But as society becomes increasingly health conscious, more and more people are deciding to reduce, or cut out entirely, alcoholic drinks from their lives. The result is a new drinks sector that is growing exponentially in terms of both market share and the variety of products available.
The marketing research company Fior Markets estimated that the global non-alcoholic drinks market was worth $923 million in 2020. Furthermore according to IWSR (drink market analysis company) data the no- and low-alcoholic (NoLo) drinks market is expected to continue to grow by 22% in the UK (and 34% globally) between 2019 and 2024.
For anyone attending a wedding whilst pregnant in the last few years, the drink you were likely to be confronted with on arrival was the same old Elderflower Presse (of which the author is not a fan!). With exciting developments in the NoLo drinks sector, a much tastier variety should be on offer. But what exactly what are NoLo drinks? Not in terms of beers, wines or spirits, but composition. What makes one drink 'No' and another 'Lo'?
If you ask the average consumer what “alcohol-free” means, the majority would assume it is a drink without any alcohol. However, within the UK food labelling laws, for a 'No' drink to be classed as alcohol-free the drink can contain up to 0.05% alcohol; anything between 0.05% and 0.5% is classed as “de-alcoholised”. Then the title “non-alcoholic” should be reserved for products that do not have a name commonly associated with an alcoholic drink, like beer or gin. So not as straight forward as one might think! To confuse matters further, alcohol free drinks that are imported from Europe can contain up to 0.5% alcohol.
'Lo' drinks on the other hand must contain no more than 1.2% alcohol. There are then further rules around descriptions. For example, products that are similar to wine should not be described as such if they have reduced alcohol content. The word "wine" can only be used on a product that meets an appropriate specification and has a minimum alcohol content of 8%.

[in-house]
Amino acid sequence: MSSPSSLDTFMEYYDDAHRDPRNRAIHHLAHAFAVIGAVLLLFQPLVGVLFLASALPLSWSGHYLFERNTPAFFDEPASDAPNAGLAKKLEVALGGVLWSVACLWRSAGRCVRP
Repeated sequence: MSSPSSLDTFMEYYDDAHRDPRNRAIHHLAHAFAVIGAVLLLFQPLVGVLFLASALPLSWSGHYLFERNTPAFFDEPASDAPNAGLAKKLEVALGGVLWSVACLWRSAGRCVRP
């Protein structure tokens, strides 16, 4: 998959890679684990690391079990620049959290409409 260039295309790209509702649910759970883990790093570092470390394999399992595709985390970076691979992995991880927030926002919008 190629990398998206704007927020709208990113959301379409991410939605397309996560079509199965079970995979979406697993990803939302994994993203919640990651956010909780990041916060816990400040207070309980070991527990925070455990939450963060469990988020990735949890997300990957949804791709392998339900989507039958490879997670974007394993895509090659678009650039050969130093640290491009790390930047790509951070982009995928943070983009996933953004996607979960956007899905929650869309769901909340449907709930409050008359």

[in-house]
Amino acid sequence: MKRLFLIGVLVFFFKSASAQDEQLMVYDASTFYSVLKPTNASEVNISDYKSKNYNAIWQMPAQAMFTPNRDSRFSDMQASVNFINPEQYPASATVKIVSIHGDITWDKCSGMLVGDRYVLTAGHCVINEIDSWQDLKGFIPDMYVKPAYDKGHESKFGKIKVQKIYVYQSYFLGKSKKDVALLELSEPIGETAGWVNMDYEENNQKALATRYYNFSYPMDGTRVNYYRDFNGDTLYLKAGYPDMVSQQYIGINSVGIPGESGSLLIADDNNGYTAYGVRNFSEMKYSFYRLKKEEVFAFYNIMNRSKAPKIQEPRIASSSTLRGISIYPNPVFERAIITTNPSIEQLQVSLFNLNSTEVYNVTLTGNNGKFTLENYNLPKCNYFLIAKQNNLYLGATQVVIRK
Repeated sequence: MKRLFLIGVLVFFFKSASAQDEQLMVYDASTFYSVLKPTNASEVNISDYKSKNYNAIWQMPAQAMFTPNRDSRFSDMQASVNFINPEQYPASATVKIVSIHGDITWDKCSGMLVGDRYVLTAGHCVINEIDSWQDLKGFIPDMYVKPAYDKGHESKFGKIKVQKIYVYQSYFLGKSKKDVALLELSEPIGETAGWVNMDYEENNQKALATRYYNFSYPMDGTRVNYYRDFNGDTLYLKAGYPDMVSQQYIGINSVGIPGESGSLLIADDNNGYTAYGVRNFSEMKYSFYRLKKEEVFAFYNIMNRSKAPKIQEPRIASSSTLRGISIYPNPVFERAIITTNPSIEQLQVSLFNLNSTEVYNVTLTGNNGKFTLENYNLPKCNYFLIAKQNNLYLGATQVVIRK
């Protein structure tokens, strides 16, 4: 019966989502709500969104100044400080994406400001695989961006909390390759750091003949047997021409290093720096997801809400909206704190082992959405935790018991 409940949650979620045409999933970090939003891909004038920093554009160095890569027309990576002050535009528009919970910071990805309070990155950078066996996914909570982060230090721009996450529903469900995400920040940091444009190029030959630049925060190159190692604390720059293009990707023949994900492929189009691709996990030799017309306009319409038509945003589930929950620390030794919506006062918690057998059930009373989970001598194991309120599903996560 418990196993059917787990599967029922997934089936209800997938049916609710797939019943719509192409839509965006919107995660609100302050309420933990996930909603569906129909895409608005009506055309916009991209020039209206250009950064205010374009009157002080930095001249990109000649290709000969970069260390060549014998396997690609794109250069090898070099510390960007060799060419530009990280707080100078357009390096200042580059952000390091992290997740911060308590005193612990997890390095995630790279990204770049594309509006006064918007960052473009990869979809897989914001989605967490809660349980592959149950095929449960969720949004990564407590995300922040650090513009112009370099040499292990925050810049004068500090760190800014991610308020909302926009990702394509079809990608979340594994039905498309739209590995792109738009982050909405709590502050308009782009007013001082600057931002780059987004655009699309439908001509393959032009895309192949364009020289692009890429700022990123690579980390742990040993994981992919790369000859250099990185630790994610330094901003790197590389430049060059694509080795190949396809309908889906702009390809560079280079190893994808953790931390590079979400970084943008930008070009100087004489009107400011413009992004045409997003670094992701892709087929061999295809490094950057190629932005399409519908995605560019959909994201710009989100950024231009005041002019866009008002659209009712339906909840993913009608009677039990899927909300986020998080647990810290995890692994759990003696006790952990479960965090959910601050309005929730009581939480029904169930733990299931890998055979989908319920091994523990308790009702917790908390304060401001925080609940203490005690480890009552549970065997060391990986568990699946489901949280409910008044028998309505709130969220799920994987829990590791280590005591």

So all in all the rules surrounding labelling are a mine field and descriptors are often misused. For example, some 0.5% beers are described as ‘alcohol-free’ when they should in fact be 'de-alcoholised' or 'low alcohol'. It creates a great deal of confusion for consumers who are pregnant, recovering from alcoholism or have health problems that mean they wish to avoid the consumption of alcohol.
Drinks producers therefore should be very careful when labelling and marketing their products to ensure they do not fall foul of the rules. A breach of the descriptor rules, such as misleading, inaccurate or unclear labelling could lead to enforcement action against the business.
This year it is estimated that 6.5 million consumers will take part in Dry January, which could be a great boost for the sector. Whatever your tipple there are lots of brand and products to choose from and the list is growing all the time. Supermarkets now even have dedicated sections in the drinks aisles.
Seedlip has led the way for non-alcoholic spirits in the UK. In East Anglia, examples of industry leading brands include Adnams plc and Nonsuch Shrubs. Adnams is best known for its alcoholic beer, ciders and spirits but in response to the growing trend is now producing a wide variety of NoLo drinks to meet demand including: 0.5% Ghost Ship beer and Wild Wave cider; 0.5% “wines” of every colour and even alcohol free sparking Rosé!
If you prefer to (forgive the pun) 'mix it up a little' with a mocktail, then take a look at Nonsuch Shrubs who produce a range of fruit, cider vinegar and botanical syrups perfect for adding some flavour to your beverage.
Whatever your views on NoLo there is no doubt that the development in the marketplace provides exciting opportunities for drinks manufacturers – those which get the recipe right are likely to see heightened interest from investors, particularly those in venture capital and private equity, who are always keen to secure returns in a fast growing sector.
The content of this article is for general information only. It is not, and should not be taken as, legal advice. If you require any further information in relation to this article please contact the author in the first instance. Law covered as at January 2022.